January 22, 1989 |
Ozzy Osbourne hosting horror films? Cannon Home Video has hired the heavy metal madman to perform two-minute introductions to each of eight horror films. The first four--"Dracula's Last Rights," "Crucible of Horror," "Beast in the Cellar" and "Blood on Satan's Cloth"--are due on video shelves April 26. Kristina Hamm, assistant to the director of Cannon Home Video, told us Osbourne will provide a plot summary and "tell a couple of jokes."
January 9, 2013 |
When the director of "Texas Chainsaw 3D" told studio executives at Lionsgate that he wanted to cast R&B singer Trey Songz as his young leading man, they balked. "People at Lionsgate were uncertain, saying, 'We've never heard of him. We don't know who he is,'" said John Luessenhop, the filmmaker behind the horror sequel. So Tim Palen, the studio's chief marketing officer, Googled Songz, and found he was a two-time Grammy nominee with 5.6 million followers on Twitter and 14 million fans who "like" his Facebook page.
October 24, 2013 |
By 1980, John Landis had a string of successes under his belt - including "The Kentucky Fried Movie," "Animal House" and "The Blues Brothers" - but the writer-director had long been unable to get his script for "An American Werewolf in London" off the ground. Landis had written the script in 1969 as a teenager. The screenplay earned him a number of writing jobs in the ensuing years, Landis recalled this week, but "everyone, literally unanimously, had the same response, which was either 'this is too funny to be frightening' or 'this is too frightening to be funny.' And I kept saying, 'it's both.'" Finally, Universal, home to many horror classics, released the $10-million picture in 1981, and it took in more than $30 million at the domestic box office (about $86 million in today's dollars)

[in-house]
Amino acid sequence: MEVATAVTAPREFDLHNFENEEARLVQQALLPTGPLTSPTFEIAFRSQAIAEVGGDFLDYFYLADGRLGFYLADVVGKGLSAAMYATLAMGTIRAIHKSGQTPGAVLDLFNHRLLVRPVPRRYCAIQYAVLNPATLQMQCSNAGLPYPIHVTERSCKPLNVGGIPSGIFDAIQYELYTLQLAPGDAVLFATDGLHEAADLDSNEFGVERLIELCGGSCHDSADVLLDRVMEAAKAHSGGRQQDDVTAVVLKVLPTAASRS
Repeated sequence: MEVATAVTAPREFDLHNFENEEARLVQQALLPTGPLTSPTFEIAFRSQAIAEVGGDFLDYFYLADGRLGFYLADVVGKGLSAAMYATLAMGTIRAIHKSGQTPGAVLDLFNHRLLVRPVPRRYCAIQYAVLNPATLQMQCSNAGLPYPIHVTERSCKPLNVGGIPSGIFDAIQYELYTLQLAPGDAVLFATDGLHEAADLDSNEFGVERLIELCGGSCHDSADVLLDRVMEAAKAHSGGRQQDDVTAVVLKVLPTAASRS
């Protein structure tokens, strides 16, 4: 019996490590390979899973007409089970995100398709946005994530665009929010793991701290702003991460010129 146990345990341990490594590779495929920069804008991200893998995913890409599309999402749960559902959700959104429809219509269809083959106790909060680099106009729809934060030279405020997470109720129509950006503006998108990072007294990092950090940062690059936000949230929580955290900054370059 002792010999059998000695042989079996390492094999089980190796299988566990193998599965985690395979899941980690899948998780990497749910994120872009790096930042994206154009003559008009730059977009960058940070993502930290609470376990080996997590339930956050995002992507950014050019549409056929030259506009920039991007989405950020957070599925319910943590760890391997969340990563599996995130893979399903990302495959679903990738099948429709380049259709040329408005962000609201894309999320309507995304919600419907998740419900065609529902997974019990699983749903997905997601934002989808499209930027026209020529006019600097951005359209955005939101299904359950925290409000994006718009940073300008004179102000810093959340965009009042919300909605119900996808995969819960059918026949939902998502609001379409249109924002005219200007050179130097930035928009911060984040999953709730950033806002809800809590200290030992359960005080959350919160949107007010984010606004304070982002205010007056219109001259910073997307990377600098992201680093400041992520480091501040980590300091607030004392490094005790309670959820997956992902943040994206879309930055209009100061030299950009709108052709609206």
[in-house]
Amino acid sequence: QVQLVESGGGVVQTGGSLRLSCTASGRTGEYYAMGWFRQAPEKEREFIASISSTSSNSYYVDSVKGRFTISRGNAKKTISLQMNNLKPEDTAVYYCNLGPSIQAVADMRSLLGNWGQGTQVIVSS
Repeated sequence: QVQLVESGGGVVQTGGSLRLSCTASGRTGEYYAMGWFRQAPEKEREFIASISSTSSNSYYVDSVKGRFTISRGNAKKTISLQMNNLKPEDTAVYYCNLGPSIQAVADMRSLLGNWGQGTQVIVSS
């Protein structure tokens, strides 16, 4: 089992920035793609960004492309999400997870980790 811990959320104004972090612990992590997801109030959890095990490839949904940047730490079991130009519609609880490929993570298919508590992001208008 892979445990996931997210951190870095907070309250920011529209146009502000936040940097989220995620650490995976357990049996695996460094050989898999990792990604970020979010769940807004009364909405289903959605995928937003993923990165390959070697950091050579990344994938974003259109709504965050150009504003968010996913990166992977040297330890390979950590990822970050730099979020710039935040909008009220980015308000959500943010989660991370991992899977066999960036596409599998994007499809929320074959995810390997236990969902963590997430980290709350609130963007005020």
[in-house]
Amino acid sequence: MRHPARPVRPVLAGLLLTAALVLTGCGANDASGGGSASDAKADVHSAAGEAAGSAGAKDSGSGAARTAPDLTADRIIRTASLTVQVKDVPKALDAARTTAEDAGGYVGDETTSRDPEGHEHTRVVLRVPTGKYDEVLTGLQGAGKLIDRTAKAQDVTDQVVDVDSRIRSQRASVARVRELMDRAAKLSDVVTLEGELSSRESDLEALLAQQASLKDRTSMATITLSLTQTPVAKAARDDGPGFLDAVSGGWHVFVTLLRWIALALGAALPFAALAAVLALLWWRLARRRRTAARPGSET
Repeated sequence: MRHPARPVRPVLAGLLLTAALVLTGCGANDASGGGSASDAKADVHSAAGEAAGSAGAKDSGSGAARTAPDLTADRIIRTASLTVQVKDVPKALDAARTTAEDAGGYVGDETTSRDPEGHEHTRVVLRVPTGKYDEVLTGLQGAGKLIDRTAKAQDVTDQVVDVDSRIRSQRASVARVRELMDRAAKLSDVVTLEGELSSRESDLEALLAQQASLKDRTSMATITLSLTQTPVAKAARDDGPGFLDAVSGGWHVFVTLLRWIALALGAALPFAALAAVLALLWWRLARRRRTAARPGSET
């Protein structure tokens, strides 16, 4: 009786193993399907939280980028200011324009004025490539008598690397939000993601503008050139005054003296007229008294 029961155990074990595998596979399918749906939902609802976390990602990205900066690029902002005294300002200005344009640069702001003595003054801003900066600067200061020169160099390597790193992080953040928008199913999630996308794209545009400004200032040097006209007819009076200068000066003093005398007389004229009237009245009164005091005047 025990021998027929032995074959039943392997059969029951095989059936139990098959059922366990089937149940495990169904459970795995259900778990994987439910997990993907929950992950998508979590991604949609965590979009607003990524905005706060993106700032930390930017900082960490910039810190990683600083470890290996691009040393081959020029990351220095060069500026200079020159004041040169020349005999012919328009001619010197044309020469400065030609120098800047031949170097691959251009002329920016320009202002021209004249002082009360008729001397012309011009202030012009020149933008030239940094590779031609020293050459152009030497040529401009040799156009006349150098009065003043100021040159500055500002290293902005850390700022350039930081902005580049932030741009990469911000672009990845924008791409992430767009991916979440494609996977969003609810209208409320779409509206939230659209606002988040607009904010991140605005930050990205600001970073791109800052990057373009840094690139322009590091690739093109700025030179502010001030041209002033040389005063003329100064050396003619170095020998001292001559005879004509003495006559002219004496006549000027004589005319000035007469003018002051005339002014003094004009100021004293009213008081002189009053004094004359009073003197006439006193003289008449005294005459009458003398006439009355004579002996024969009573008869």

October 31, 1988 |
Horror Films That Scared a Lot Of Us: 12 Popular Genre Films Since 1970 "Alien" (1979; $40.3 million in box-office rentals) "A Nightmare on Elm Street 3" (1987; $21.4 million) "The Amityville Horror" (1979; $35 million) "The Exorcist" (1973; $89 million) "The Fly" (1986; $17.5 million) "Halloween" (1978; $18.5 million) "King Kong" (1976; $36.9 million) "The Lost Boys" (1987; $14.5 million) "The Omen" (1976; $28.5 million) "Poltergeist" (1982; $38.2 million) "Poltergeist II" (1986; $20.
February 6, 2005
Chris LEE'S perceptive article ("Horror Returns to Make a Killing," Jan. 30) should have made mention of Danny Boyle's "28 Days Later." A smart, stylish and disturbingly real take on the "zombie" genre, the film was a huge success in the U.K. and went on to gross $45 million in the U.S. -- a considerable sum for such a modestly budgeted British movie. -- Alan Ireland Los Angeles Chris LEE repeats a fallacy that constantly occurs in articles on horror film revivals, that women are latecomers to their audience.
March 23, 1986
Who cares if Clarke and his fanzine are boycotted by LucasBerg? Who cares if Clarke is yet another "sci-fi" expert who detests the term sci-fi? I mean, where was Calendar when Famous Monsters, the magazine that started it all back in '58, was the lone voice in the media, giving millions of fans and scholars alike virtually their only glimpse of fantasy and horror films? Why has Forrest J. Ackerman, FM's esteemed creator and editor for a quarter of a century, never merited a Calendar cover story?
September 19, 2006 |
Call it fright on demand. Lions Gate Entertainment, Sony Pictures Television and Comcast Corp. plan to launch a video channel on Halloween devoted entirely to horror programs. The new channel, called Fearnet, is to be available on cable as video on demand. It also is to be available on the Internet and through wireless systems. The channel's target audience is men and boys from 14 to 29 years old.
October 15, 2013 |
"Girls" creator Lena Dunham, horror producer Jason Blum and YouTube sensation Casey Niestat will deliver keynote addresses at the 2014 South by Southwest Film Conference and Festival, SXSW announced Tuesday. Next year will be the first that the Austin, Texas, film festival is programming keynote addresses, modeled on those at its sister festival, SXSW Interactive. Each of the keynote speakers fits into one of the distinctive niches at SXSW, which is known for its horror films, comedies and low-budget offerings.